The article attacking House Speaker Sal DiMasi by David S. Bernstein was offensive character assassination based on ethnic stereotyping and cute political correctness. The Phoenix owes an apology to DiMasi, and to its readers. Comparing the Speaker to a “Godfather” and a “leg breaker” is disgusting and unacceptable. Using ethnic slurs against blacks, Jews, Italians, gays, et al. is indicative of a writer who hasn’t got an intellectual basis for his argument. Even if you sanctimoniously characterize the labels as “unfortunate” and attribute the slurs to unnamed “sources,” it does not make the slander acceptable.
On the supposed “merits” of his attack:
Transportation bonds: Bernstein criticizes DiMasi for the expeditious passage of the transportation-bond bill, needed to inject jobs into a tenuous economy, without allowing for pork-barrel earmarks (on a bill that had already gone through both the House and Senate debate). Would Bernstein prefer that Governor Patrick’s transportation/jobs initiative be bogged down in legislative gridlock long enough to miss the construction season, so that unnamed lobbyists could have more time to advocate special projects?
Gay marriage: Bernstein criticizes DiMasi for not urging members to block a vote on gay marriage, trying instead to persuade them on the merits of the bill. Amazingly, the article then proceeds to attack DiMasi for actually being effective in helping the governor to block a destructive gay-bashing referendum on same-sex marriage. Excuse me, which side of that issue was Bernstein seeking to promote?
Casinos: DiMasi succeeded in getting a very strong House vote to kill casino gambling, which he has publicly opposed based on the grounds that casinos suck dollars out of poor communities to line the pockets of Donald Trump. What does Bernstein want? Should the Speaker not publicly voice his concerns? Perhaps the writer is angry because DiMasi was effective?
Taxes, seniors, and education: the House recently passed an amendment exempting senior citizens from local property-tax overrides. This is another of DiMasi’s sins, according to Bernstein. Proposition 2-1/2 has destabilized education in communities as poor as Randolph and as wealthy as Wellesley by pitting elderly voters on limited incomes against pro-education parents. The pro-education forces craft legislation to shield the elderly from the tax increases to strengthen their hand in advocating education initiatives — why is that wrong? The article doesn’t attempt to deal with the merits of the outcome, other than calling it “lousy.”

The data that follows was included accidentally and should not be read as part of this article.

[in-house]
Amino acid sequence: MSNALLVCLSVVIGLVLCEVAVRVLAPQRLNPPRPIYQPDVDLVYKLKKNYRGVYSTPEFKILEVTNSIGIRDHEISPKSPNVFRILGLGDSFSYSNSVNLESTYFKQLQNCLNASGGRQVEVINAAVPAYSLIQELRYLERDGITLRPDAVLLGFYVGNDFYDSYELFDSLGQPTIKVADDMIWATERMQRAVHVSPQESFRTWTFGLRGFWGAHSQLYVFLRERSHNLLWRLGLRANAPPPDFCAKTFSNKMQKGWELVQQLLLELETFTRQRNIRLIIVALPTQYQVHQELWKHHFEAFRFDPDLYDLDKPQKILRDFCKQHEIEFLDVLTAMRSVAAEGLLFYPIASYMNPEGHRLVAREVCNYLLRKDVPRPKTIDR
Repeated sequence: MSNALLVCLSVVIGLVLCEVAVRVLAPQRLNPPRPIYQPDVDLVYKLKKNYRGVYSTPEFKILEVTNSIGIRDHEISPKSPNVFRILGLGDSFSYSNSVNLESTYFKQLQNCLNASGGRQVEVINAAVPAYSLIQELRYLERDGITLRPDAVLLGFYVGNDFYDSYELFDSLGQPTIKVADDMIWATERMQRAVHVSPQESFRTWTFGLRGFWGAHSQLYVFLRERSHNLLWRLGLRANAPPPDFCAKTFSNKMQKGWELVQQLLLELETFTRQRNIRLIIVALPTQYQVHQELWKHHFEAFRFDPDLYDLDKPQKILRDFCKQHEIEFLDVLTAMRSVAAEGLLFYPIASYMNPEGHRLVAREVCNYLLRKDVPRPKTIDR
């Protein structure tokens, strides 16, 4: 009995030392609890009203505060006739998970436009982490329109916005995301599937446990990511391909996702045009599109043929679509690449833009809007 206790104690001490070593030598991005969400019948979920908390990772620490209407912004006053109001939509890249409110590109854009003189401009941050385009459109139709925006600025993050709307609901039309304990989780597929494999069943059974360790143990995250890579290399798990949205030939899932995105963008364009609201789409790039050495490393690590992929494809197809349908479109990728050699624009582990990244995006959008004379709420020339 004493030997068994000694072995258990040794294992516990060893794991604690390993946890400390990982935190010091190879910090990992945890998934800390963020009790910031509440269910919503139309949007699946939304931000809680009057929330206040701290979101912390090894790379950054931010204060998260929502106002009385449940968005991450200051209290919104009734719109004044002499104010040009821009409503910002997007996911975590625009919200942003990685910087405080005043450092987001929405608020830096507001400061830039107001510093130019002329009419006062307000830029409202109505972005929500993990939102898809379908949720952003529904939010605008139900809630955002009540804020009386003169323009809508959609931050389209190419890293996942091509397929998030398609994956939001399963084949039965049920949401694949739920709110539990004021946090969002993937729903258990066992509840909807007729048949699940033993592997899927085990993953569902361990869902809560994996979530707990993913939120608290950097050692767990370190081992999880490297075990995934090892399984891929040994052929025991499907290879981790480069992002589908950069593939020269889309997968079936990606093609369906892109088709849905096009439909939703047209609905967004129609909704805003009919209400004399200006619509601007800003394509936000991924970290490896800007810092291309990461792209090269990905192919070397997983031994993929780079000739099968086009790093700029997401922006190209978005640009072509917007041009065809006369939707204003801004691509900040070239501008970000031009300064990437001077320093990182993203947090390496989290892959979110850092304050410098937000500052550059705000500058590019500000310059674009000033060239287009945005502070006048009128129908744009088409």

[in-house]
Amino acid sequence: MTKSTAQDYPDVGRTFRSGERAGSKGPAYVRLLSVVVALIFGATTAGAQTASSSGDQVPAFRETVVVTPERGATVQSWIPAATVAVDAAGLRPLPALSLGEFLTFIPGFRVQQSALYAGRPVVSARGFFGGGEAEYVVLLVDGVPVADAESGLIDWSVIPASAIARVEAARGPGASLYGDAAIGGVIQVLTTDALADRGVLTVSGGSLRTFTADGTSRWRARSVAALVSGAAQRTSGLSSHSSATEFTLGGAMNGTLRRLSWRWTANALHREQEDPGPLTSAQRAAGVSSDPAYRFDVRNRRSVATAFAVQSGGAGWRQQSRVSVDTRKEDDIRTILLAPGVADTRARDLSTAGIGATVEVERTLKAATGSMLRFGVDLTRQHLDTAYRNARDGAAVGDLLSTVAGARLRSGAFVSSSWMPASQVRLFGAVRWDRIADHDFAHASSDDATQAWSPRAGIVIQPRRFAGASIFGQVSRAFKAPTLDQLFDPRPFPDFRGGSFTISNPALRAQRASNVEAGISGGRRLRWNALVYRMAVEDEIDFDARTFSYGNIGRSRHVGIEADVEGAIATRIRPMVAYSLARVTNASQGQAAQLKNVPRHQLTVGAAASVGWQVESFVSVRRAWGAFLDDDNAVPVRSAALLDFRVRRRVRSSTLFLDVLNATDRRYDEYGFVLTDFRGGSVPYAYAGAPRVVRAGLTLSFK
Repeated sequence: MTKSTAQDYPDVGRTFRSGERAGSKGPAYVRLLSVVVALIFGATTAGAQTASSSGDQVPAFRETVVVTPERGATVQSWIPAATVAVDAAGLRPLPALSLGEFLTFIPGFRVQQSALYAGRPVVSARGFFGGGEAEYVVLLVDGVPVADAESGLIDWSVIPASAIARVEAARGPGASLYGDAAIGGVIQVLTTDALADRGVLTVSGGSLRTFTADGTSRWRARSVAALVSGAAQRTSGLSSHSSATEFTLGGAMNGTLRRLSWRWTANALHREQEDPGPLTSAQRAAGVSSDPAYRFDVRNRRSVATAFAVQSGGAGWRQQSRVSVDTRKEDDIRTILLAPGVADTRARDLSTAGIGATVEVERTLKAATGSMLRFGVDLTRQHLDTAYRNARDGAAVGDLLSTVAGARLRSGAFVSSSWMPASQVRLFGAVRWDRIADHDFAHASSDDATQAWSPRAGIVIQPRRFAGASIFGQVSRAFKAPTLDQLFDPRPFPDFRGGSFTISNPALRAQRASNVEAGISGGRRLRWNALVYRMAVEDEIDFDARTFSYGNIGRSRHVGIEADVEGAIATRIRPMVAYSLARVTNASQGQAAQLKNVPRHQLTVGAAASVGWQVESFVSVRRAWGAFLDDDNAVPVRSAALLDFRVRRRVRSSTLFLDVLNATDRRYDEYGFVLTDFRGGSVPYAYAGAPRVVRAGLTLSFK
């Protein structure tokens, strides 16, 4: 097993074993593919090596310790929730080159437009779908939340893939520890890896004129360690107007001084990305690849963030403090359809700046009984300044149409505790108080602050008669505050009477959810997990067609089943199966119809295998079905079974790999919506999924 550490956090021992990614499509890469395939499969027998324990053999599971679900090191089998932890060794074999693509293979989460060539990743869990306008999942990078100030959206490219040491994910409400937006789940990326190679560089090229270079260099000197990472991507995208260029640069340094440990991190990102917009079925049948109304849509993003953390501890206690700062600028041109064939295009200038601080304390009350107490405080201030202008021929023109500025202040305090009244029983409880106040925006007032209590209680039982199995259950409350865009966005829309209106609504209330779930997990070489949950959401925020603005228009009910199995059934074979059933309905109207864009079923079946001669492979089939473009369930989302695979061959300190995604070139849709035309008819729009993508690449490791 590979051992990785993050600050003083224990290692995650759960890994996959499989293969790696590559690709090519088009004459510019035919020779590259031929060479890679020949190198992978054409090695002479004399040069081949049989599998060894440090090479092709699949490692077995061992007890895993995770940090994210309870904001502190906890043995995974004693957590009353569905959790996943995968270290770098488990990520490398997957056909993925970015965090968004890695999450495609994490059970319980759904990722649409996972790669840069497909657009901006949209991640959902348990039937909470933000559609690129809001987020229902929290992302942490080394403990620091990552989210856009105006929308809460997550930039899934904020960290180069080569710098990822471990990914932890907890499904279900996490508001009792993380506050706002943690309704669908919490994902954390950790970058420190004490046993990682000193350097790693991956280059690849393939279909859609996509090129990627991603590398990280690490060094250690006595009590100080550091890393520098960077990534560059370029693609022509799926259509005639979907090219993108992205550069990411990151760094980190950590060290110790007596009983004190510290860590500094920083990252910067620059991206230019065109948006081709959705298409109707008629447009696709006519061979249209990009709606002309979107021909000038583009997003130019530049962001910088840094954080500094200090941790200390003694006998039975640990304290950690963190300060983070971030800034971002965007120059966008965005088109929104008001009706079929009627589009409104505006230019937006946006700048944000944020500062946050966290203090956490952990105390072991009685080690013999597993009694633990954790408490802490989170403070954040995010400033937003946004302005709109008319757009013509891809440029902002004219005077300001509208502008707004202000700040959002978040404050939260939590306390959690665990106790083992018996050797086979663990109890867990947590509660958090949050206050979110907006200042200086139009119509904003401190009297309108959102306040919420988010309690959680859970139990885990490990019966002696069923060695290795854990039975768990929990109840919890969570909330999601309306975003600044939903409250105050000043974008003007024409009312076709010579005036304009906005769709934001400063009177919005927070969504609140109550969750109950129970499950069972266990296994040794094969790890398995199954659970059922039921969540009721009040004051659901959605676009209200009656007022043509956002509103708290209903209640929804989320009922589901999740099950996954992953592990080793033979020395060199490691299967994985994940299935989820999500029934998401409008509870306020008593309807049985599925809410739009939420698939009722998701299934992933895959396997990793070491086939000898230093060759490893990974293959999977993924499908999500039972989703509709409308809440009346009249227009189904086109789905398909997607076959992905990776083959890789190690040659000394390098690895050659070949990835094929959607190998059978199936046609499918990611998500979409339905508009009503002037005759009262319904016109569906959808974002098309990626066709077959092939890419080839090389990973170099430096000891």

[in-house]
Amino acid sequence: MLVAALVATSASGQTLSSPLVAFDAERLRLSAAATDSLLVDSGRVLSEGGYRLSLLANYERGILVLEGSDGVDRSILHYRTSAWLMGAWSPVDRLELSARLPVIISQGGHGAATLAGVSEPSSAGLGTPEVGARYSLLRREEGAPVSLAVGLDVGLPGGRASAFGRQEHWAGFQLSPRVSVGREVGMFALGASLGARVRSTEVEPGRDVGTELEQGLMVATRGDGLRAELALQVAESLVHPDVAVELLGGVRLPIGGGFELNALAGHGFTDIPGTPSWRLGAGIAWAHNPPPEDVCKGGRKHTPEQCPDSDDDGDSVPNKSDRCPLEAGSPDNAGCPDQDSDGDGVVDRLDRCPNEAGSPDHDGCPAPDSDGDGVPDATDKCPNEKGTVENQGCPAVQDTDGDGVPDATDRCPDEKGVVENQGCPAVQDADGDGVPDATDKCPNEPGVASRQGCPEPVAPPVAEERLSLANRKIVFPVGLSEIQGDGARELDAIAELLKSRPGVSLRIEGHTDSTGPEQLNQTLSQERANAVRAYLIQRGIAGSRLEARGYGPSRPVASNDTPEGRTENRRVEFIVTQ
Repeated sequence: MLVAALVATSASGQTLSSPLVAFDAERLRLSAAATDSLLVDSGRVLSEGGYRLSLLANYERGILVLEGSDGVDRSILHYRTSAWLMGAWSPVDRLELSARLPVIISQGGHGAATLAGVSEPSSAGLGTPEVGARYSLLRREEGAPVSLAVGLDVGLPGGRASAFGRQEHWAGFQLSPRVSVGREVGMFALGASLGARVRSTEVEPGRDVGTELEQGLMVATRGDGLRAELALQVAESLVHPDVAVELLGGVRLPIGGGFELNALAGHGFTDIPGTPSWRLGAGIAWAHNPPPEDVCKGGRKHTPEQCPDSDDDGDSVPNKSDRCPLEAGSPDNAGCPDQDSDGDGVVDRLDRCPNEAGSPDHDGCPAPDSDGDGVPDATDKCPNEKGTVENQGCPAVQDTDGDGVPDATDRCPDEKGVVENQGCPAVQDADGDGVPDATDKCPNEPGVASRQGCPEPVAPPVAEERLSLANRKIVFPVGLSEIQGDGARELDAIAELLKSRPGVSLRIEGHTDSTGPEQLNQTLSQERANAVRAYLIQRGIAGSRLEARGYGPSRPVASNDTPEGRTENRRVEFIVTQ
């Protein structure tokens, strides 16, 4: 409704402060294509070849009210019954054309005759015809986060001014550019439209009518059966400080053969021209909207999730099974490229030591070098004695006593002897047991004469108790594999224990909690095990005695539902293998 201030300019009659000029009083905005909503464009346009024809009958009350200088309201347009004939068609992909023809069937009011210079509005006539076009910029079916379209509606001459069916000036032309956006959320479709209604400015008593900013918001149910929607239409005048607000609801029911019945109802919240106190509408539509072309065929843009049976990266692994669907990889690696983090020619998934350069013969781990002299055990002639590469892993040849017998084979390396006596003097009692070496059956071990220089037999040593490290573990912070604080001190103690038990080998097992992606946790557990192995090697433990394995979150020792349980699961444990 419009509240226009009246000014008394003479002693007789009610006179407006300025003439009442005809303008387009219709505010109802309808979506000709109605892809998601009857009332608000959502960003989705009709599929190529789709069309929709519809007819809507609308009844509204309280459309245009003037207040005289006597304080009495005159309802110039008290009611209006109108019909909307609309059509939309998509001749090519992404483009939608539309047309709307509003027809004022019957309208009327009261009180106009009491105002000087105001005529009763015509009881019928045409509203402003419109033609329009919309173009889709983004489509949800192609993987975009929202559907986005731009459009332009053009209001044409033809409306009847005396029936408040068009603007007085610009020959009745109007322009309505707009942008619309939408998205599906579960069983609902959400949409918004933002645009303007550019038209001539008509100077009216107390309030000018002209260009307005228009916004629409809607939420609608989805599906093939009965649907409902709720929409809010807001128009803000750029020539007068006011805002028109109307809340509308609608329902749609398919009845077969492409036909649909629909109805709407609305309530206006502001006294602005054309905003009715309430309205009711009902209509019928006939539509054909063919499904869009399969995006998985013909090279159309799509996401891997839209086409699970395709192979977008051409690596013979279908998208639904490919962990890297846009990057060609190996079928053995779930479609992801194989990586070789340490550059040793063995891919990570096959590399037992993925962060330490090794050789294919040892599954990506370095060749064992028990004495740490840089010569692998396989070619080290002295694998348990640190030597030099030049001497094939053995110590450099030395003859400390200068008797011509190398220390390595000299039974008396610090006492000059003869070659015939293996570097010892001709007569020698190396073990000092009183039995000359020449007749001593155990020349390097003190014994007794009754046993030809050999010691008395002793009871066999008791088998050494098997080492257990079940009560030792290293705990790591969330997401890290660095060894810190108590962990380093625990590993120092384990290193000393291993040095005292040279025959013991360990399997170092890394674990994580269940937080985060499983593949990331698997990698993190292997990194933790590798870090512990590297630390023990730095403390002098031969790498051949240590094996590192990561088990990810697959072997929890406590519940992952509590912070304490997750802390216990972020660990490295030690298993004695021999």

Like any leader in a powerful position, the Speaker cannot please all of us all of the time, but he has been effective in advancing a progressive agenda and, in my view, deserves credit. He certainly should not be subjected to scurrilous attack based on his ethnic background.
EDITOR’S NOTE The letter writer served as Massachusetts’s secretary of transportation under Governor Michael Dukakis, and as transportation advisor to Boston mayor Kevin White.
As I read the Phoenix’s latest editorial I thought back to another war that officially and horribly ended 33 years ago this month. Who can forget the photo of the helicopter on the roof of the American Embassy and all those people trying to escape the approaching North Vietnamese Army?
America got trapped in Vietnam and now appears to be repeating history in Iraq. I agree with the Phoenix’s statement, “the first step . . . to escaping the Iraq quagmire is to recognize it for what it is.”
Listening to General Petraeus’s spin reminded me of General Westmoreland (“WasteMoreLand”). Remember Vietnam’s infamous light at the end of the tunnel? Well, we’ve got tunnel vision again.
Sal J. Giarratani
Text of the week
In a recent issue, we asked our readers to text in their thoughts on when the US should pull out of Iraq. Here’s what one had to say:
Troops out now!